UGHE Hosts Global Health Delivery Leadership Program 2.0

Alice Nyirimana (far right), a Livelihood Program Manager at Inshuti Mu Buzima, addresses a group of GHDLP 2.0 participants during a home visit in eastern Rwanda. Photo by Neha Shah for UGHE.

Balancing a myriad of stakeholders and resource limitations, global health delivery poses a challenge to even the strongest world leaders. Recognizing that leadership and management skills, while often left out of global health curricula, are at the crux of efficacious and equitable health care delivery, UGHE launched the Global Health Delivery Leadership Program (GHDLP), a two-week intensive course designed to equip global health leaders with the tools to tackle complex delivery challenges and create impactful solutions. This March, UGHE hosted GHDLP 2.0, bringing together eighteen learners from Botswana, Ghana, Liberia, Swaziland, and Uganda, who work as program managers, directors, and executives in Ministries of Health and non-governmental organizations.

Through a combination of case-based and experiential learning, GHDLP participants gained a deeper understanding of global health delivery innovations and of their own leadership and management strengths. Lessons on communication and influencing skills, effective multi- stakeholder engagement, and strategic problem solving challenged learners to examine tools that they can utilize upon returning home to their respective teams, organizations, and communities. The intensive also offered opportunities for learners to explore the utility of their new toolbox in low-resource contexts.

The first week of the program, which was held in rural Rwinkwavu, exposed participants to the realities of malnutrition in eastern Rwanda. Learners applied a biosocial framework to examine malnutrition in the classroom, discussing the social and economic determinants behind this highly prevalent health concern. The lessons continued in the field, where participants accompanied community health workers on home visits to observe how social and economic factors play a role in the success of community health delivery. By interacting directly with community members, GHDLP participants uncovered the realities of health determinants and considered how community-based human resources for health could be leveraged globally.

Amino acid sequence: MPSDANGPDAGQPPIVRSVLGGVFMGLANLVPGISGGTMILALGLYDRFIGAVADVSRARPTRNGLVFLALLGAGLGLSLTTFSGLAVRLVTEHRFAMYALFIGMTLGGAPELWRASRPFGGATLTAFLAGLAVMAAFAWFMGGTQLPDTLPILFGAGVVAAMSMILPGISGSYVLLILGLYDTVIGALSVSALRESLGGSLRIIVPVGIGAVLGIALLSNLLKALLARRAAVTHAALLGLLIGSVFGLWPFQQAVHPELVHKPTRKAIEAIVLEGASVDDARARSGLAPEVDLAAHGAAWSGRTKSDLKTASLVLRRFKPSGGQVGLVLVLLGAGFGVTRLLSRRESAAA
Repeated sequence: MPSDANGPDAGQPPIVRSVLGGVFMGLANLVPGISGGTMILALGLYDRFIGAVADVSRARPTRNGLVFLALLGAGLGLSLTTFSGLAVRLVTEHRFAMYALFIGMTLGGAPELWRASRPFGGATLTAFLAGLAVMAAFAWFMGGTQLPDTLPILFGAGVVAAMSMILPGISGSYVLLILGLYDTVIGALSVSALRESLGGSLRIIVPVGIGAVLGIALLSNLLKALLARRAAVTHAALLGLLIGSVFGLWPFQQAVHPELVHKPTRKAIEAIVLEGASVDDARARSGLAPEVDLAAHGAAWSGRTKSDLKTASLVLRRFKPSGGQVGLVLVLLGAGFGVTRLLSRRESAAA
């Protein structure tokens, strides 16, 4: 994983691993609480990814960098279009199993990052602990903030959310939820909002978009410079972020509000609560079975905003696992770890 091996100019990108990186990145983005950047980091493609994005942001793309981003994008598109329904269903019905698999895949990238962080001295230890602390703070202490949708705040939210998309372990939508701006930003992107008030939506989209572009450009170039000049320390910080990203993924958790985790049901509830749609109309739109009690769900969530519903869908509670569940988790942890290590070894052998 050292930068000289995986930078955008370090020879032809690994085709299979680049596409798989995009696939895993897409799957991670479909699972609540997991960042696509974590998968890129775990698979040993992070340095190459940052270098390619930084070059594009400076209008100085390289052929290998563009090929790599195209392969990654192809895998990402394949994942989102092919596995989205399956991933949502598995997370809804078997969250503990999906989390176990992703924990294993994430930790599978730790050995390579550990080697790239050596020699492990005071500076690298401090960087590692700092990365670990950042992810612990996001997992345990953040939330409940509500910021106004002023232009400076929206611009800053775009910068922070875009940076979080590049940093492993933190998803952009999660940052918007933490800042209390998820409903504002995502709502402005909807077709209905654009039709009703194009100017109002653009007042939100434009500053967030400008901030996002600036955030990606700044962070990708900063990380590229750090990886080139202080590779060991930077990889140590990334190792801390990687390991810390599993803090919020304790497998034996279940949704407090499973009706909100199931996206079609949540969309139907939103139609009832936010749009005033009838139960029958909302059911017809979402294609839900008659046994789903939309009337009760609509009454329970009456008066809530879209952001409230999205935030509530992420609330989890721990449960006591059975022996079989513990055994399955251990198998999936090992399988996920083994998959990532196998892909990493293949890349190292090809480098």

“The curriculum at UGHE was presented in a new way that made the content both relevant and easy to digest,” noted Dr. K. Boateng Boakye, a Public Health Physician Specialist at Ghana’s Health Service. “The GHDLP has given me practical skills in data-driven decision making, partner coordination, and policy implementation, something that has been lacking in other professional development trainings I’ve attended.”

The March gathering was the first of two independent sessions this year. In September, the GHDLP 2.0 cohort will reconvene in Rwanda to present updates and share lessons learned from the implementation of their Breakthrough Planning Projects– initiatives that each country team designed to address specific health care delivery challenges they face. In the interim, participants will have the support of a network of peers and UGHE faculty. Upon graduation from the program, GHDLP 2.0 participants will join the transformative community of UGHE alumni equipped with the management, leadership, and communication skills required to solve problems, build consensus, and design lasting solutions.

“In our field of work there will always be limited resources and competing priorities. The GHDLP has given me the tools to empower my team to find creative solutions to these challenges,” says Goabaone Rankgoane-Pono, the National TB Program Manager at Botswana’s Ministry of Health. “I’m already leaving a better leader than I was when I arrived.”